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Ministry of Defence loses confidence in August 26

Ministry of Defence loses confidence in August 26

Zorena Jantze

AFTER twenty-one years in existence, August 26 holdings company, a Namibian company wholly owned by government, today held its first ever Annual General Meeting (AGM) and retreat where it was also revealed that government has not been satisfied with some of its decisions.


During the AGM today, the company revealed that the Ministry of Defence has lost confidence in some of the subsidiaries it has been investing in due to non-delivery. 


The August 26 holdings company (Pty) Ltd was incorporated under the companies Act (Act 61 of 1973) on 14 August 1998. 


The company has a list of companies which are wholly or partly owned by its shareholder, the Ministry of Defence.

BACK IN THE SPOTLIGHT: August 26 Textile and Garment Factory are among a few of the companies owned by the Ministry of Defence through the August 26 Group of companies. Photo: Contributed

These companies are Enercon, Windhoeker Maschinen Fabrick (Pty) Ltd, Sat-Com, August 26 textiles and garment factory, Agro-Tour Development Initiative, August Construction, NamForce Life Insurance, August 26 Industries (Pty) Ltd, August 26 Logistics and Sea Side Hotel and Spa. 


In her opening remarks, the deputy executive director of August 26, Dr. Wilhelmina Shivute, stated that over the last 21 years, August 26 holdings diversified its investments from one subsidiary to 10, with an asset base of N$591 million. 


Shivute, however, stated that despite these achievements, some of the subsidiaries have not gained significant market share growth and have not managed to pay dividends to the Ministry of Defence since their inception, which is a growing concern. 


She added that the AGM and retreat will enable transparency, provide updates to the shareholder and interact with company board of directors face to face.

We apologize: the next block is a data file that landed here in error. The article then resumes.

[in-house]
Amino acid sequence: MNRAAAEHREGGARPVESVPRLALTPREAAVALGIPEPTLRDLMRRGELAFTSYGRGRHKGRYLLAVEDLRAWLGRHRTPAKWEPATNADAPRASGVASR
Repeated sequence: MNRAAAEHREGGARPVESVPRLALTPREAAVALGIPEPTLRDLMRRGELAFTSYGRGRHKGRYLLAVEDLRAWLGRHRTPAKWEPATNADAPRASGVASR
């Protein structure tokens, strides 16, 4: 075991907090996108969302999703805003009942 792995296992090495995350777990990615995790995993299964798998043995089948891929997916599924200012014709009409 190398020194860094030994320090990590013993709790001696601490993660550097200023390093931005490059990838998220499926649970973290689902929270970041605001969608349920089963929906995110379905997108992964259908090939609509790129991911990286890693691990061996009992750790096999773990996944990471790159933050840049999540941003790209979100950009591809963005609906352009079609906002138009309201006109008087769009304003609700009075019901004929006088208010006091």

The company also announced that it will be rebranding itself by changing the name and logo, from August 26 holdings to August 26 Group of companies. 


Furthermore, a 5-year strategic plan from the year 2020 t0 2026 was also launched by the company, which will facilitate in restructuring the company.


While presenting this year’s plan, Colonel Fillimon Shafashike reverberated the same concerns, stating that the organisation has experienced many challenges and thus took a decision to restructure the group to ensure that the Ministry of Defence, as a main shareholder, receives good returns. 


He added that this new plan will ensure subsidiaries either make a profit, or face being shut down or merged. 


“We are cognizant of some of the negative effects of the restructuring exercise, however, this process is necessary to reposition the group to meet the mandate the company was established for,” Shafashike stated.


He further stated that a weakness identified to be remedied by the restructuring process includes a weak governance framework, poor monitoring and evaluation, lack of skills and expertise at board and senior management level, and misaligned priorities between subsidiaries and the holding company, amongst others. 


He added that the remodeled August 26 group of companies will prioritise military projects and needs, diversify markets and products in order to generate value for the shareholder and be positioned to compete in the open market. 


Also giving a keynote address at the event, the Defence deputy minister, Billy Mwaningange, stated that the rebranding of August 26 came at the right time as the company has been in the news for all the wrong reasons. 


“The nation does not know that the Defence Industry does not receive state funding and therefore is not subject to scrutiny by agencies responsible for accounting public funds,” Mwaningange said. 


He further stated that the rebranding will save the Defence Industry from the unfriendly rhetoric by some nationals that cling to the era of white privilege and obsessive Eurocentric chauvinism which refuses to see what August 26 really stands for. 


During today’s meeting, the media present was barred from asking questions pertaining to the company.


The media was also not allowed to sit in on the financial report sessions and was told to leave the room after the opening remarks.

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